From professional contractors to the DIYers at home, virtually every individual performing a construction, remodeling or decorating project will use screws and fasteners. These small tools come in many shapes and sizes, typically labeled using terminology that the average homeowner or novice repair servicer may not be familiar with.
At All Points Fasteners, we understand that learning and memorizing the different types of screw threads can be confusing. To help you identify the type and use of various screws, we’ve created this helpful screw thread terminology guide that you can quickly reference any time you need to select a specific screw and screw thread measurement.
What Are the Different Types of Threads on Screws?
If you’ve ever felt lost walking down the fastener aisle of the hardware store, you’re not alone. The types of screws you need for a woodworking project like building a table are different from the screw types and sizes you would use when building a deck. Refer to our list of the different types of screws to help you identify which is the right fastener for your job:
Woodworking: Woodworking screws are some of the most common types of screws. Used for connecting two or more wooden objects, woodworking screws feature a tapered shank with sharp threading to dig into the wood.
Drywall: Although they can be used for woodworking, drywall screws are designed for use on drywall projects. However, the wrong-sized drywall anchor screw could damage pure plaster walls. The drywall screw size, length and weight must match the type of wall or ceiling drywall being used. Drywall screws for metal studs or hardwood, when used in cabinet work, are fine thread and twinfast which features two threads. They typically have a sharp point and a black oxide finish. When drywall screws are used in wood studs or soft woods (in cabinetry), they feature coarse threads.
Machine: Machine screws are a common type of screw used in machining applications to connect two or more metal objects. They fit in with corresponding nuts or tapped holes that have the same diameter and number of threads.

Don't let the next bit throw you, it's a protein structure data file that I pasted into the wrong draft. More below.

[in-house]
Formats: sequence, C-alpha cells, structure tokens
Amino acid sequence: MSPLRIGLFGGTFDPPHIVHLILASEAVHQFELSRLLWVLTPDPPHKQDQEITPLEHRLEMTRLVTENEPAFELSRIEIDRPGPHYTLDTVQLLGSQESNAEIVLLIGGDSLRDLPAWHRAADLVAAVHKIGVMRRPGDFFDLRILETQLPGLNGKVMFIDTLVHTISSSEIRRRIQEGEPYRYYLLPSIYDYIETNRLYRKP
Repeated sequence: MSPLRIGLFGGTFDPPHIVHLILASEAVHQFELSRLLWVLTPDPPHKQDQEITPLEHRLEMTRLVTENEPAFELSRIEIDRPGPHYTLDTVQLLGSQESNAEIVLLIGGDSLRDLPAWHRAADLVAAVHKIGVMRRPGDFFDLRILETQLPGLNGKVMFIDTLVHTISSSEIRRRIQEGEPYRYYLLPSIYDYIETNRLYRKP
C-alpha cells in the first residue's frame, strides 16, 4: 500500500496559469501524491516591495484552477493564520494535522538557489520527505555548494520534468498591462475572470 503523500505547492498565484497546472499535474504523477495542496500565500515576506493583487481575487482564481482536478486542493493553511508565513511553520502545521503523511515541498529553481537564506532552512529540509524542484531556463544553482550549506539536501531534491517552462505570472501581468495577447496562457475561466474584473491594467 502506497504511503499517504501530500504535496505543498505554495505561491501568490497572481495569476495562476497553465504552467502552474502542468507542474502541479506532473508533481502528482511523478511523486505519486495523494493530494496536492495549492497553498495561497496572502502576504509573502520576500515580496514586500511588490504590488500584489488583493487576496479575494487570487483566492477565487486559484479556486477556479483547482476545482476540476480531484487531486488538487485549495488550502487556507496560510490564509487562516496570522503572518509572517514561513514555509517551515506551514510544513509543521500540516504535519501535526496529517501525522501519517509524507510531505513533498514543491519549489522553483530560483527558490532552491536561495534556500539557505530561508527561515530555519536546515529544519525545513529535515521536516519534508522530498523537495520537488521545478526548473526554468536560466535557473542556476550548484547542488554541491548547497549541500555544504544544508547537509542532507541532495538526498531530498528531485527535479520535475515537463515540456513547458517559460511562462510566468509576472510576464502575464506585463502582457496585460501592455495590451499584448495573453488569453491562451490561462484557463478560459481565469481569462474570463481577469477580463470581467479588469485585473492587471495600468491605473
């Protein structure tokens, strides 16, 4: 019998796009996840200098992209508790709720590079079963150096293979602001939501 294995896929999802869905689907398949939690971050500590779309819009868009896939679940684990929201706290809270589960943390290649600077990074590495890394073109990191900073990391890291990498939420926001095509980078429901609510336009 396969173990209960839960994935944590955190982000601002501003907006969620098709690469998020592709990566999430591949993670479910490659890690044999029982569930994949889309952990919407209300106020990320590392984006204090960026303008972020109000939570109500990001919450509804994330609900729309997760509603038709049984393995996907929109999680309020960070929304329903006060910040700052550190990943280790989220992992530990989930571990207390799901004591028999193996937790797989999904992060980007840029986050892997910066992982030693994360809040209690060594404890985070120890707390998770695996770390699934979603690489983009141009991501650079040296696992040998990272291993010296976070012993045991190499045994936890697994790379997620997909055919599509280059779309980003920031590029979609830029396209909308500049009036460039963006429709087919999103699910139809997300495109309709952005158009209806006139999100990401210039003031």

Lag: Also known as coach screws, a lab screw is a type of screw that forms its own thread in pre-drilled holes and is usually used to fasten metal to wood.
Gutters and siding: Screws used for gutters and siding are designed to provide a stronger hold, typically coated with a weather-resistant material and available in finishes to match the gutter or siding color.
Security: Security screws are unique in that they do not have an operable head like other screws, which protects them from being removed or tampered with. To install or remove these screws, special tools are required.
Self-drilling:Self-drilling screws are available as “magnetic” and “non-magnetic” stainless steel varieties that are used for metal-to-metal and wood-to-metal applications. Roofing screws are an example of self-drilling screws.
Self-piercing:Self-piercing screws have powerful penetration capabilities because their threads are machined down to the end of the point. They can require fewer tools and help with faster installation.
Self-tapping: Self-tapping screws are threaded to create their own holes when installed. They form a matching thread in whatever material they are installed into. Self-tapping screws like sheet metal screws may be used in HVAC applications. Self-tapping deck screws are often coated with a corrosive-resistant material, such as ceramic.
Thread-forming: Used with plastic materials, thread-forming screws feature two separate threads: one high and one low. This makes the pullout strength higher while also ensuring plastic does not crack or otherwise break.
Type U: Type U screws have a unique spiral thread, and they are typically fastened into a plastic or metal casing material via a hammer instead of a screwdriver.
If you still have questions about which type of screw you need, our expert staff is ready to help you match the screw to the project.
What Is a Screw Thread?
The thread of a screw is the helical shape that runs around the cylinder of the screw. It converts rotational movement into linear movement and can include a variety of differences, like the shape of the thread, its angle and the size of the pitch — the space between the crests of each thread. Each of these subtle and small characteristics can make a significant difference in the performance of the screw and its applications.
Screw Thread Terminology
Knowing the different screw types and sizes is helpful, but to accurately select the right screw for your project, you’ll likely need to know a little about how screw threads work, as well. So, how do screw threads work? Like the screws themselves, screw threads are designed to meet the needs of specific applications.
You can try to find a screw thread chart that outlines all of your different options, but what you really need is a guide to screw thread terminology that answers all your questions and provides a comprehensive rundown of different screw and bolt thread types and why they matter.
To help you make the best investments in fasteners for your next project, here’s a thorough guide to screw thread terminology:
External Threads: External threads (ie: male threads) mean the threads are on the bolts or screws. Threads are sometimes on the nuts rather than the bolts or screws.